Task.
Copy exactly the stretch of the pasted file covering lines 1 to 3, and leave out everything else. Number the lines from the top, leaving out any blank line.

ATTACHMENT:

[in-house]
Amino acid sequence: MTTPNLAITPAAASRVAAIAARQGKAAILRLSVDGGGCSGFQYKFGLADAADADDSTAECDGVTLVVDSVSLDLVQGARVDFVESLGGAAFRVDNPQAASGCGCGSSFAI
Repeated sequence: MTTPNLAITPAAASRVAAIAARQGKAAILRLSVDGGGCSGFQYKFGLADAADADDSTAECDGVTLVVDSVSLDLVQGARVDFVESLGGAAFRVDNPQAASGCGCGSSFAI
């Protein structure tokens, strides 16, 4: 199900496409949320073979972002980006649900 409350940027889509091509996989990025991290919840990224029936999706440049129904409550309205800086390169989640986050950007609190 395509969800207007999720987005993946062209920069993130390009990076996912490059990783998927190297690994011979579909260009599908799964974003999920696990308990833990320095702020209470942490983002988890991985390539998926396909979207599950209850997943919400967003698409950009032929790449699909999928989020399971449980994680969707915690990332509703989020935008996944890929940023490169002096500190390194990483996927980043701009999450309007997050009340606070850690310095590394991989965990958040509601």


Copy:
[in-house]
Amino acid sequence: MTTPNLAITPAAASRVAAIAARQGKAAILRLSVDGGGCSGFQYKFGLADAADADDSTAECDGVTLVVDSVSLDLVQGARVDFVESLGGAAFRVDNPQAASGCGCGSSFAI
Repeated sequence: MTTPNLAITPAAASRVAAIAARQGKAAILRLSVDGGGCSGFQYKFGLADAADADDSTAECDGVTLVVDSVSLDLVQGARVDFVESLGGAAFRVDNPQAASGCGCGSSFAI